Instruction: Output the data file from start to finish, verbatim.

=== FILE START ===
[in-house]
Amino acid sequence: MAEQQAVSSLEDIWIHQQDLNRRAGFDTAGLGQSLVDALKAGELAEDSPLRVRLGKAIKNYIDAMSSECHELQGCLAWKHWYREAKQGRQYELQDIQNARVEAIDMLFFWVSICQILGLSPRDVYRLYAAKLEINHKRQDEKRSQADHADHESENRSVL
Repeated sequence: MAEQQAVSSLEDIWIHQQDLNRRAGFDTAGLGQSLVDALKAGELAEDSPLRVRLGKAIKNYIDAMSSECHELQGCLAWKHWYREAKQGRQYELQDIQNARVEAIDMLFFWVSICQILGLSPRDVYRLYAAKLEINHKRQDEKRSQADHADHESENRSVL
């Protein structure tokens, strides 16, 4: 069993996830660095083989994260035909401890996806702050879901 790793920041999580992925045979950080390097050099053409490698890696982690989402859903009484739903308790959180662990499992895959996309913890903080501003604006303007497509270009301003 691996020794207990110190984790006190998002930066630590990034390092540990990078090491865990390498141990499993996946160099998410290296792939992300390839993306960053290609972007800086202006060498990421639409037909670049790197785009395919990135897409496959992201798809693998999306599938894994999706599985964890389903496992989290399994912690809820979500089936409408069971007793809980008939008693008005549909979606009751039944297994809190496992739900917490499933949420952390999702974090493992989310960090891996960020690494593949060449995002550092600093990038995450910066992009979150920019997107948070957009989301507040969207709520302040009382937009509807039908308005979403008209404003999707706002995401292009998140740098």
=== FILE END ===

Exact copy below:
[in-house]
Amino acid sequence: MAEQQAVSSLEDIWIHQQDLNRRAGFDTAGLGQSLVDALKAGELAEDSPLRVRLGKAIKNYIDAMSSECHELQGCLAWKHWYREAKQGRQYELQDIQNARVEAIDMLFFWVSICQILGLSPRDVYRLYAAKLEINHKRQDEKRSQADHADHESENRSVL
Repeated sequence: MAEQQAVSSLEDIWIHQQDLNRRAGFDTAGLGQSLVDALKAGELAEDSPLRVRLGKAIKNYIDAMSSECHELQGCLAWKHWYREAKQGRQYELQDIQNARVEAIDMLFFWVSICQILGLSPRDVYRLYAAKLEINHKRQDEKRSQADHADHESENRSVL
């Protein structure tokens, strides 16, 4: 069993996830660095083989994260035909401890996806702050879901 790793920041999580992925045979950080390097050099053409490698890696982690989402859903009484739903308790959180662990499992895959996309913890903080501003604006303007497509270009301003 691996020794207990110190984790006190998002930066630590990034390092540990990078090491865990390498141990499993996946160099998410290296792939992300390839993306960053290609972007800086202006060498990421639409037909670049790197785009395919990135897409496959992201798809693998999306599938894994999706599985964890389903496992989290399994912690809820979500089936409408069971007793809980008939008693008005549909979606009751039944297994809190496992739900917490499933949420952390999702974090493992989310960090891996960020690494593949060449995002550092600093990038995450910066992009979150920019997107948070957009989301507040969207709520302040009382937009509807039908308005979403008209404003999707706002995401292009998140740098």